Pakistan ambassador in Colombo and a United Nations expert have expressed concerns over Sri Lanka’s proposed move to ban the wearing of burqas.

Last week, Sri Lanka announced plans to ban the wearing of burqas and said it would close more than 1,000 Islamic schools known as madrassas, citing national security.

Pakistan’s ambassador to Sri Lanka, Saad Khattak, tweeted the ban would “only serve as injury to the feelings of ordinary Sri Lankan Muslims and Muslims across the globe.”


The United Nations’ special rapporteur on freedom of religion or belief, Ahmed Shaheed, tweeted that the “burqa bans are incompatible with [international] law guarantees of the right to manifest one’s religion or belief & of freedom of expression.”

On Saturday, Sri Lanka’s minister of public security, Sarath Weerasekara, called the burqa a sign of religious extremism and said it has a direct impact on national security.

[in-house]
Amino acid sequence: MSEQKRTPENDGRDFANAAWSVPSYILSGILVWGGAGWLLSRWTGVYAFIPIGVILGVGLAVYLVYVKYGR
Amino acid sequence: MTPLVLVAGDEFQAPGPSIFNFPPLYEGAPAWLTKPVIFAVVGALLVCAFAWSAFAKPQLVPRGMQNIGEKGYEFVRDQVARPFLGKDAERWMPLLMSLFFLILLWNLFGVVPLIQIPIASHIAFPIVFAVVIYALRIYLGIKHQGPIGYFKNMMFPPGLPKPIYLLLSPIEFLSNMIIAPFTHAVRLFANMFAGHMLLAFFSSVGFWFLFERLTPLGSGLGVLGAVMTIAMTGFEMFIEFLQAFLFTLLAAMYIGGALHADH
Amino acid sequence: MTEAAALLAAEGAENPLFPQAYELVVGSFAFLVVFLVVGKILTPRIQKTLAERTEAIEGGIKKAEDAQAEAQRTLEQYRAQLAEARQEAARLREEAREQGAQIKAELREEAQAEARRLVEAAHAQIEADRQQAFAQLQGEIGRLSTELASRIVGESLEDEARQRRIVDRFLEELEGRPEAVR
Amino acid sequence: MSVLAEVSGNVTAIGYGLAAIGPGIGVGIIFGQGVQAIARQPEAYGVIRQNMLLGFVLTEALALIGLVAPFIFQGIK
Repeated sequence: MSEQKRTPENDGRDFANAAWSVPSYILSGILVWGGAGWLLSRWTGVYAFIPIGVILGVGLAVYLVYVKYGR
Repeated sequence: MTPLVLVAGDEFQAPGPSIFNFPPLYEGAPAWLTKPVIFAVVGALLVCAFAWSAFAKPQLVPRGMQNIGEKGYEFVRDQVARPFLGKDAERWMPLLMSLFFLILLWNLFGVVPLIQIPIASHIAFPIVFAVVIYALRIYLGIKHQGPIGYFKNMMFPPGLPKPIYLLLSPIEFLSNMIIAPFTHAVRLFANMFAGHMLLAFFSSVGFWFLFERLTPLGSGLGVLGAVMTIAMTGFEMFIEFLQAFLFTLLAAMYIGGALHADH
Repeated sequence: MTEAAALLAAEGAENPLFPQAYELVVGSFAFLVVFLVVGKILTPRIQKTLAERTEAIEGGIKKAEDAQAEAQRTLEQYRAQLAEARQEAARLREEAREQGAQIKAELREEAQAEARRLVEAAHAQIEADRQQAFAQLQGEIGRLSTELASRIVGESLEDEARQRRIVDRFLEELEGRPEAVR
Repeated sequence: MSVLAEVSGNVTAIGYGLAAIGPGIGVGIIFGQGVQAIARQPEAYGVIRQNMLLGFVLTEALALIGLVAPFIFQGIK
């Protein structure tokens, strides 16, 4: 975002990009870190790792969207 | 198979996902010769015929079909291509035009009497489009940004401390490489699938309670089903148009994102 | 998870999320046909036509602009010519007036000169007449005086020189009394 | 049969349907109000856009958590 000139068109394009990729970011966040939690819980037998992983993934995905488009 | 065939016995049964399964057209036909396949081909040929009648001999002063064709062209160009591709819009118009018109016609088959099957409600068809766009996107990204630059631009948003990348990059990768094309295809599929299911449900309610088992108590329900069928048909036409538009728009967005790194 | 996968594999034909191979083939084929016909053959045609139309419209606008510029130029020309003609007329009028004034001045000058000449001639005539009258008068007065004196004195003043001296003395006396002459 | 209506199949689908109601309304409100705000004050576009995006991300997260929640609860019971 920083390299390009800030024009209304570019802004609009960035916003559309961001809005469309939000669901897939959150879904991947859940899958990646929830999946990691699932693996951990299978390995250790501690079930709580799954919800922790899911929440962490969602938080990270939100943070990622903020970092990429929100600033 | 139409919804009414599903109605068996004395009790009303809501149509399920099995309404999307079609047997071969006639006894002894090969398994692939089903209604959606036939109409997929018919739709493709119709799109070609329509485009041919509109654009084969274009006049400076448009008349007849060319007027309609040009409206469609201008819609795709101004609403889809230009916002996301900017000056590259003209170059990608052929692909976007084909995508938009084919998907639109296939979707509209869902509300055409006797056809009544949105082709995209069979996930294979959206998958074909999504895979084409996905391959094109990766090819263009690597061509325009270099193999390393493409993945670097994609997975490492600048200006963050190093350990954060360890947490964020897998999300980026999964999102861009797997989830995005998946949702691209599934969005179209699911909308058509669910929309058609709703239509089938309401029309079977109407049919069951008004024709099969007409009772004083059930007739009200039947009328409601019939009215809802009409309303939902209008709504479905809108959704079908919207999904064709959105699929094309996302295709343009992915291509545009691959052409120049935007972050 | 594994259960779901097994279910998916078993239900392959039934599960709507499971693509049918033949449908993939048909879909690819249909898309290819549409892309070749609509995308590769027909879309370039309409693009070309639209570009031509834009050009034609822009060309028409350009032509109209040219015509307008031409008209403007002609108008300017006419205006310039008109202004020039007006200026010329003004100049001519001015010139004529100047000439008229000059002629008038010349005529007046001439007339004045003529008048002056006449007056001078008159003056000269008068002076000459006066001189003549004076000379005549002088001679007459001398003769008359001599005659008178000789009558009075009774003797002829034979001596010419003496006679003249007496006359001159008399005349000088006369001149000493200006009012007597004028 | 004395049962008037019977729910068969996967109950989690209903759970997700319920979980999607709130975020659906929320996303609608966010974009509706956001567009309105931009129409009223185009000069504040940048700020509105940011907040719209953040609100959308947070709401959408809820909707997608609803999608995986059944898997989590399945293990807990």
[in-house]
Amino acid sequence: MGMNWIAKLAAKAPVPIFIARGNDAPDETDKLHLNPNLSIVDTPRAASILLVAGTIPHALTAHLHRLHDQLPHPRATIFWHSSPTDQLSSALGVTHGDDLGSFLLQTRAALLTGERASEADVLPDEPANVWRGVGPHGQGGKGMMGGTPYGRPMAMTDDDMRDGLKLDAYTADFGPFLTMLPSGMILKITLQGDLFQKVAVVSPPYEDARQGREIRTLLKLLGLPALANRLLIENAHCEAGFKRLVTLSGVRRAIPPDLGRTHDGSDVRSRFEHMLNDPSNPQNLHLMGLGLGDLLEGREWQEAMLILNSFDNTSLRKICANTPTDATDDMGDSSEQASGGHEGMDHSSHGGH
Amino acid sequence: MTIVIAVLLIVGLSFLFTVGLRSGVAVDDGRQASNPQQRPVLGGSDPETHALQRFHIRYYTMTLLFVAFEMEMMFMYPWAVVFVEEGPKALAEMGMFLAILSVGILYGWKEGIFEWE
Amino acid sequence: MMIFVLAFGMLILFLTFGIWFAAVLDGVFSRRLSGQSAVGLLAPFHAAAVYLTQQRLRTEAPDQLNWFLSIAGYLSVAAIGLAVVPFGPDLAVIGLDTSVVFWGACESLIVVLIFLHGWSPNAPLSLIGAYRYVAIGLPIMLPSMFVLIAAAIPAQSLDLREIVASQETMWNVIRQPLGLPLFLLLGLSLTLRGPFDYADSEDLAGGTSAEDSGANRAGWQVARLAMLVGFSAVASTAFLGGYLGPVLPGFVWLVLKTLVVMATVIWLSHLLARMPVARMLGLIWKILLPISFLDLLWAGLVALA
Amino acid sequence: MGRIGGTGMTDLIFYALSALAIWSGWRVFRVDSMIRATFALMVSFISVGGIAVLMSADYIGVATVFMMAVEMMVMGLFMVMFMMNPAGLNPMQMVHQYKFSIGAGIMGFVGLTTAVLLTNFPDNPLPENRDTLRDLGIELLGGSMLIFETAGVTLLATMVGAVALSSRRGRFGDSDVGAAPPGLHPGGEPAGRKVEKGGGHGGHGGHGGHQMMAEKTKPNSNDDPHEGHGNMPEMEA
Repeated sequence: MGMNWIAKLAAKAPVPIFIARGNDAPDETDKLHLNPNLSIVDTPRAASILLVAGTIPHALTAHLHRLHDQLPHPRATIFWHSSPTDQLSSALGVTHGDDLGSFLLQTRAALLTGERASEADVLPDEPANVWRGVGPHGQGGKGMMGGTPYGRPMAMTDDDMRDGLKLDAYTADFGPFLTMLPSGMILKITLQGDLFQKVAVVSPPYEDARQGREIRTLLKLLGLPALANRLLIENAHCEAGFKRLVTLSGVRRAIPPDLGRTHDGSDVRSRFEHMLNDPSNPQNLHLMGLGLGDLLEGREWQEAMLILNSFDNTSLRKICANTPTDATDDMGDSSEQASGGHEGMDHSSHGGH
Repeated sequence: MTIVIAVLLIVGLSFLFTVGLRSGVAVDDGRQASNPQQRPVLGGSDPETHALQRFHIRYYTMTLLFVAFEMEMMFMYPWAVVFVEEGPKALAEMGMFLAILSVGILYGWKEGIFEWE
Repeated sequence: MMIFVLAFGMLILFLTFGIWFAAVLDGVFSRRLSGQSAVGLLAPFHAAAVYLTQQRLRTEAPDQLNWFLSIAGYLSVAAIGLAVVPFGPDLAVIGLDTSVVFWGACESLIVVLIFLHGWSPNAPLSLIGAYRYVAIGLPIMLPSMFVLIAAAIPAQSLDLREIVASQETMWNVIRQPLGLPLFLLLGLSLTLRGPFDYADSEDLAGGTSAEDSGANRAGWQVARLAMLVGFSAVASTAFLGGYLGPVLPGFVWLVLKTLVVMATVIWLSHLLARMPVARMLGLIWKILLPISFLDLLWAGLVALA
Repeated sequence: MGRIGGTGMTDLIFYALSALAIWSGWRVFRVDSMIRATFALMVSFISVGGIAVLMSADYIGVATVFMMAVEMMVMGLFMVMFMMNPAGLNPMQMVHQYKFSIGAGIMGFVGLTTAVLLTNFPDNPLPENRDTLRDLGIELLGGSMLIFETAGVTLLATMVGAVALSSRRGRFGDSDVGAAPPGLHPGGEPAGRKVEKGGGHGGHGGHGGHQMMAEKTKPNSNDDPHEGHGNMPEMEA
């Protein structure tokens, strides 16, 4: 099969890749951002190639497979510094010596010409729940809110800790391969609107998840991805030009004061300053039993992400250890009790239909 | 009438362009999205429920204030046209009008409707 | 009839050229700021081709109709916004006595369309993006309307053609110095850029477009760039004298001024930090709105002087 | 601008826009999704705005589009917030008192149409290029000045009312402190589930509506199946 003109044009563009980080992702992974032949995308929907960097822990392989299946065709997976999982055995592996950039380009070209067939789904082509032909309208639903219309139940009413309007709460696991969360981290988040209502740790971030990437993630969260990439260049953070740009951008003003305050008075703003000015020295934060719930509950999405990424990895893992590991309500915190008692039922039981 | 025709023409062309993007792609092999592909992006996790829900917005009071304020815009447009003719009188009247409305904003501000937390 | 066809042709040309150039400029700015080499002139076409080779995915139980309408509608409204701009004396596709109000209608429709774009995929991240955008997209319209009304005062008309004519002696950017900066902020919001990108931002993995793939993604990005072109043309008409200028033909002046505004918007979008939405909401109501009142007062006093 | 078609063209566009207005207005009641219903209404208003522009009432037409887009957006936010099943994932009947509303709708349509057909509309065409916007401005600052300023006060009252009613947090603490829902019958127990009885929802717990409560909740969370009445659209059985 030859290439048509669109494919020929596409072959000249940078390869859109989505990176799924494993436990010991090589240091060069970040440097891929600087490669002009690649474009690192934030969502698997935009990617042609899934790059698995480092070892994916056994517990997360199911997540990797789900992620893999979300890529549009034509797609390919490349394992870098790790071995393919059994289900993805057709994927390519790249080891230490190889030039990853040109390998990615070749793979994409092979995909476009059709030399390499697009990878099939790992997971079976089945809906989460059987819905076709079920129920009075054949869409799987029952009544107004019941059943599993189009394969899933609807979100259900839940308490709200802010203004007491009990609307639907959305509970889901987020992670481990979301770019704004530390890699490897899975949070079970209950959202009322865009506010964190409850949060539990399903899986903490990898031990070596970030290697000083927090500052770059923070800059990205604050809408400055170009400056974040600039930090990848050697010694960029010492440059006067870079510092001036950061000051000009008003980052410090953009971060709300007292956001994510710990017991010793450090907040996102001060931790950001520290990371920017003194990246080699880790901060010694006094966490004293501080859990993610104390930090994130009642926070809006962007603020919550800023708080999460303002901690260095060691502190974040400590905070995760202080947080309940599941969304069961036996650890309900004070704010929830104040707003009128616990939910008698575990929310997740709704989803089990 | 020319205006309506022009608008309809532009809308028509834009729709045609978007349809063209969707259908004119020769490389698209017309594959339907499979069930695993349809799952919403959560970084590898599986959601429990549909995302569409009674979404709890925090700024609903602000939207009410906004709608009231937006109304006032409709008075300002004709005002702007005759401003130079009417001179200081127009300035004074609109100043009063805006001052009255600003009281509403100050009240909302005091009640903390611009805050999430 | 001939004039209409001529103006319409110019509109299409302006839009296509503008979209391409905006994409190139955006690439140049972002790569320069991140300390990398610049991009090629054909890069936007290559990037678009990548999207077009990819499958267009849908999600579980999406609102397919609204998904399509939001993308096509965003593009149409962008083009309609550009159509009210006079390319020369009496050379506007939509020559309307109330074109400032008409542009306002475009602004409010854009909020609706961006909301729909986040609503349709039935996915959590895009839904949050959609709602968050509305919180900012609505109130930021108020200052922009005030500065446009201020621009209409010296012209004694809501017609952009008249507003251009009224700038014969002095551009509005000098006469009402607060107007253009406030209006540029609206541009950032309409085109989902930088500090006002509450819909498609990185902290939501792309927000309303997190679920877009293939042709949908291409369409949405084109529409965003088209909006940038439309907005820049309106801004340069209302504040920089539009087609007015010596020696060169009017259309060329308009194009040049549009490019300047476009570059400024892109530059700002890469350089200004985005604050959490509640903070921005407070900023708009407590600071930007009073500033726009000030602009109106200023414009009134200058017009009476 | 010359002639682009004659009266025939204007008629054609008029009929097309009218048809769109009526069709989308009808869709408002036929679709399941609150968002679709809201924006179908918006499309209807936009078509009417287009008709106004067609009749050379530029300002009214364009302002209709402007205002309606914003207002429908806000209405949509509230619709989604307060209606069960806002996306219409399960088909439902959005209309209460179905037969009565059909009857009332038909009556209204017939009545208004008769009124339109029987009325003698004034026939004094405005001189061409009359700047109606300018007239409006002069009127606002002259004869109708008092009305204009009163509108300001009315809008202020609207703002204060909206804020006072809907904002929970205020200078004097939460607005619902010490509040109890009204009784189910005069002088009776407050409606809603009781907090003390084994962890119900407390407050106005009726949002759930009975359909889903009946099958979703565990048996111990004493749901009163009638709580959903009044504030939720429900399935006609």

Weerasekara signed a paper on Friday seeking Cabinet approval to ban burqas.

The wearing of burqas in Sri Lanka was temporarily banned in 2019 soon after the Easter Sunday bomb attacks on churches and hotels that killed more than 260 people in the Indian Ocean island nation.

Two local Muslim groups that had pledged allegiance to the Daesh group, or Daesh, have been blamed for the attacks at six locations — two Roman Catholic churches, one Protestant church, and three top hotels.

Sri Lanka also plans to ban more than 1,000 religious seminaries, saying they are not registered with the authorities and do not follow the national education policy.
The decision to ban burqas and seminaries is the latest move affecting Sri Lanka’s minority Muslims they make up about 9 per cent of the 22 million people in Sri Lanka.